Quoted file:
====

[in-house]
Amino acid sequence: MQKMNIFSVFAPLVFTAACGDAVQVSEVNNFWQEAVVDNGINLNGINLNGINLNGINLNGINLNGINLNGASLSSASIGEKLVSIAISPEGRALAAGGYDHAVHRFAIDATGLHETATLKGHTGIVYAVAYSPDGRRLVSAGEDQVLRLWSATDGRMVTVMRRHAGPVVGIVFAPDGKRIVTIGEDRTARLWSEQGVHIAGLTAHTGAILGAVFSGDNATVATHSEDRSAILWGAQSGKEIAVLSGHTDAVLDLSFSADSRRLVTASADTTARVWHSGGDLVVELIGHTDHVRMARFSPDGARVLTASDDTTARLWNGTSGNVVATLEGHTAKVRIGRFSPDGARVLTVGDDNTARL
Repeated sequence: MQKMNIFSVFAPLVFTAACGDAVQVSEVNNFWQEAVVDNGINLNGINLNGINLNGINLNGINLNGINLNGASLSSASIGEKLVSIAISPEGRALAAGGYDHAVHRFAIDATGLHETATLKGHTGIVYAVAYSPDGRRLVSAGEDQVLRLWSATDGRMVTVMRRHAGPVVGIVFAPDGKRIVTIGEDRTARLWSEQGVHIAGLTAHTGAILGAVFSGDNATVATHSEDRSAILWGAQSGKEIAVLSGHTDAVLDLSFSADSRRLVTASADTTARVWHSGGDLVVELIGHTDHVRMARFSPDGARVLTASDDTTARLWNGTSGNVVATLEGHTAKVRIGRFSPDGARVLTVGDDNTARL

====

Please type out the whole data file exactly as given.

[in-house]
Amino acid sequence: MQKMNIFSVFAPLVFTAACGDAVQVSEVNNFWQEAVVDNGINLNGINLNGINLNGINLNGINLNGINLNGASLSSASIGEKLVSIAISPEGRALAAGGYDHAVHRFAIDATGLHETATLKGHTGIVYAVAYSPDGRRLVSAGEDQVLRLWSATDGRMVTVMRRHAGPVVGIVFAPDGKRIVTIGEDRTARLWSEQGVHIAGLTAHTGAILGAVFSGDNATVATHSEDRSAILWGAQSGKEIAVLSGHTDAVLDLSFSADSRRLVTASADTTARVWHSGGDLVVELIGHTDHVRMARFSPDGARVLTASDDTTARLWNGTSGNVVATLEGHTAKVRIGRFSPDGARVLTVGDDNTARL
Repeated sequence: MQKMNIFSVFAPLVFTAACGDAVQVSEVNNFWQEAVVDNGINLNGINLNGINLNGINLNGINLNGINLNGASLSSASIGEKLVSIAISPEGRALAAGGYDHAVHRFAIDATGLHETATLKGHTGIVYAVAYSPDGRRLVSAGEDQVLRLWSATDGRMVTVMRRHAGPVVGIVFAPDGKRIVTIGEDRTARLWSEQGVHIAGLTAHTGAILGAVFSGDNATVATHSEDRSAILWGAQSGKEIAVLSGHTDAVLDLSFSADSRRLVTASADTTARVWHSGGDLVVELIGHTDHVRMARFSPDGARVLTASDDTTARLWNGTSGNVVATLEGHTAKVRIGRFSPDGARVLTVGDDNTARL